What do you do when the drummer of your band suffers an injury and has to drop out? If you’re lucky enough to be Sharkmuffin, you just wait for the ex-drummer from Hole to call you out of the blue and offer to step in.
Art + Culture
Anyone who bemoans feminist discussions for being stuffy, crunchy, woolen affairs is not only looking for a swift punch to the nethers, they’re also dead wrong. A panel held last Thursday at the Brooklyn Museum challenged the Portlandia image of feminism and witnessed several women being their badass selves, see: Lydia Lunch’s impassioned spoken word about race riots and abuse, Narcissister’s short film in which she plays a topless Little Red Riding Hood who “rides” the Hunter, and Johanna Fateman’ trademark Valley Girl diction. Unlike that introductory Women’s Studies course you took as an undergrad, “I Will Resist With Every Inch And Every Breath: Punk Rock And Feminist Art” (named for the Bikini Kill song above) was pretty freaking rad.
You might remember a show space in Williamsburg called Dead Herring. It was around for six years — practically decades in DIY years — before it closed in 2013. “I knew it wouldn’t last forever,” Nicki Ishmael admitted. “It’s that whole DIY has-an-expiration-date thing.” But it’s a wonder Nicki can keep it together when reminiscing. DIY’s the only home she’s ever had in New York City. From the moment she arrived here Ishmael has been deeply involved in the underground music scene. “I immediately moved into a DIY space when I moved here back in 2006,” she recalled. So it’s only natural that Ishmael and others from Dead Herring refused to let their own closure, and dozens more around them, get them down.
A local cartoonist whose comics and illustrations appear regularly on Bushwick Daily has created a limited edition crayon to coincide with the release of his new book, Stranger Than Bushwick. Jeremy Nguyen says the delicately named “Gentrification White” was inspired by a punchline from one of his first comic strips.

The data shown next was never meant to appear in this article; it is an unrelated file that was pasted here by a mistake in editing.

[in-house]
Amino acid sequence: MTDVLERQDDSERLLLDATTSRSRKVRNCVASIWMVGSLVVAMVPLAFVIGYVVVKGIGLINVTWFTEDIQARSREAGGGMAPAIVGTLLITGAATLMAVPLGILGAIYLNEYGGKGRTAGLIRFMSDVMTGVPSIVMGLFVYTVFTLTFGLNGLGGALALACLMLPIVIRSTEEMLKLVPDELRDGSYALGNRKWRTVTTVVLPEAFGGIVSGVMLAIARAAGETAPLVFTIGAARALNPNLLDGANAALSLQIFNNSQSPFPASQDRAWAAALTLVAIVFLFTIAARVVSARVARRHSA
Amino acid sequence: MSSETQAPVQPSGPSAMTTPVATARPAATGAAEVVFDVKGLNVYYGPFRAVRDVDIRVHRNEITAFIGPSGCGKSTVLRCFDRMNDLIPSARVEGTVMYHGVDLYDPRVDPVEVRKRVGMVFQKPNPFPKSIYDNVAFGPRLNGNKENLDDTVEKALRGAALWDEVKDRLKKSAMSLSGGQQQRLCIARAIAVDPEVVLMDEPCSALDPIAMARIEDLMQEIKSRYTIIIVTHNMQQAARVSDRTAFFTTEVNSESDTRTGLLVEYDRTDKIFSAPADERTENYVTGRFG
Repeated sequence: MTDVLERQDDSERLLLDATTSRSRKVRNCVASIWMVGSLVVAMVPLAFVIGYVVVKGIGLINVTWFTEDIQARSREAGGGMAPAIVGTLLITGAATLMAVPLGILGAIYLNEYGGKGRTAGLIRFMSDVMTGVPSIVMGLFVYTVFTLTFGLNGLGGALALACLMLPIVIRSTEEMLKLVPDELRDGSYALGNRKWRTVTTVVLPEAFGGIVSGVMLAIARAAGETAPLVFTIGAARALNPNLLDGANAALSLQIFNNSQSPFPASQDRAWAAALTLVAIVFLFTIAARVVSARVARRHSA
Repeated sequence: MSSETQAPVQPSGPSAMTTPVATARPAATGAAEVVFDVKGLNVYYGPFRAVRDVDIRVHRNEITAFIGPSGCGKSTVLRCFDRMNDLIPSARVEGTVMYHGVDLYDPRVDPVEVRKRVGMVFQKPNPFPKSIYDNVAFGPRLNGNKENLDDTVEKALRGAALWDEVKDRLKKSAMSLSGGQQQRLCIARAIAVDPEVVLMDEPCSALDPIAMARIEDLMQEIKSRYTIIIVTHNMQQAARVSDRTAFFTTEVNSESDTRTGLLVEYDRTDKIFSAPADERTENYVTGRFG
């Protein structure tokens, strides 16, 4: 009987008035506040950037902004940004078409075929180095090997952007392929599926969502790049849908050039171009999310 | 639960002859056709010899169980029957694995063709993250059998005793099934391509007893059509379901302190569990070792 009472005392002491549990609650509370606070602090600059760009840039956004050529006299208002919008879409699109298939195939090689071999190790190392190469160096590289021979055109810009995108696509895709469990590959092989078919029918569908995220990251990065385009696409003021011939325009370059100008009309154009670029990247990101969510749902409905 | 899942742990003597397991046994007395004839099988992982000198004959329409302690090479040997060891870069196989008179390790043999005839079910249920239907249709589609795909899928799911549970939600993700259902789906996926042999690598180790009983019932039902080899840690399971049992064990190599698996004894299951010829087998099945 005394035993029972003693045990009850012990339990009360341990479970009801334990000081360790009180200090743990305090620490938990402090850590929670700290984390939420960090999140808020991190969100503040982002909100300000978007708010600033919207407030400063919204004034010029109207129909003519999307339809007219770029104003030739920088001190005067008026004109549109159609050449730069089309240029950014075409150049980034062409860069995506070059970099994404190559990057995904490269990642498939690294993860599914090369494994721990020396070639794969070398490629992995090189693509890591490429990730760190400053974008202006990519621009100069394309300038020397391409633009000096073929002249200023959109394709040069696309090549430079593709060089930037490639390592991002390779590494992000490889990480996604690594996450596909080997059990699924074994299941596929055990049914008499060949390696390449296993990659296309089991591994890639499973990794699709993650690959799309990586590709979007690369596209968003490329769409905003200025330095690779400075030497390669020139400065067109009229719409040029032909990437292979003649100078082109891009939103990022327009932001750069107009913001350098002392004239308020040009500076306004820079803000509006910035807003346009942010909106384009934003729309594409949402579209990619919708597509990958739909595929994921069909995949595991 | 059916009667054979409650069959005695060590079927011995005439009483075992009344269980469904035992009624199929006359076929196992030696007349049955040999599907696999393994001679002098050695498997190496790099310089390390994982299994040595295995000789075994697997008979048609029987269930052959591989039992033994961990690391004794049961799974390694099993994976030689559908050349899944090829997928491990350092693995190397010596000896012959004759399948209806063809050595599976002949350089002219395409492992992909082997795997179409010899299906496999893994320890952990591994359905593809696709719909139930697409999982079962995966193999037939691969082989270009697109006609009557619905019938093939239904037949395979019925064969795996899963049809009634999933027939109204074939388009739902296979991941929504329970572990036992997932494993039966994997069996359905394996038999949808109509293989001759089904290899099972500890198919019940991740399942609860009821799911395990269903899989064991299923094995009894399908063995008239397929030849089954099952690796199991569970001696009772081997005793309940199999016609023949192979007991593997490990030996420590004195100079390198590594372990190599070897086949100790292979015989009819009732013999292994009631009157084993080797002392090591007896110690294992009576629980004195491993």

Three years ago, Elvis B. and Kate Angell started a zine fest that was “more focused on all the cool feminist topics out there,” per Elvis B. “In the first year, we were just like, ‘Oh, I hope people come to our little zine fest!’ But we got a huge response. We had it at the Brooklyn Commons and it was completely packed and crazy.” This year’s festival has five nonhierarchical, all-volunteer co-organizers, and is focused on making “an atmosphere where everyone is accepted and can have a good time,” said one of the co-organizers, Emma Caterine.
When I first walked in to Torus Porta, it was difficult to understand exactly what was happening. After opening a door at the bottom of a staircase, all I could see were a number of sweaty, naked bodies covered in stickiness and powder. On the floor a human-centipede-like blob of people thrashed about. I thought maybe this was an illusion or some optical trick brought on by the kaleidoscopic glow of multiple projections, but even after a few minutes of adjusting I found I couldn’t distinguish between men, women, and blow-up dolls.
Jesse Malin talks about the East Village like a wayward old friend, something he’s definitely earned having seen the neighborhood shift and transform since the early ’80s when, as a 12-year-old kid, he fronted a hardcore band called Heart Attack. And you better believe what was maybe, probably the youngest band playing shows in the city at the time recorded a song titled “Toxic Lullaby.” Malin grew up in Queens, but would steal away from the burbs whenever he could to hang out at CBGB and other Lower East Side haunts. Though he tours regularly, and like most city veterans, laments the sterilization of his former haunts and the neighborhood as a whole, he still very much identifies downtown as home.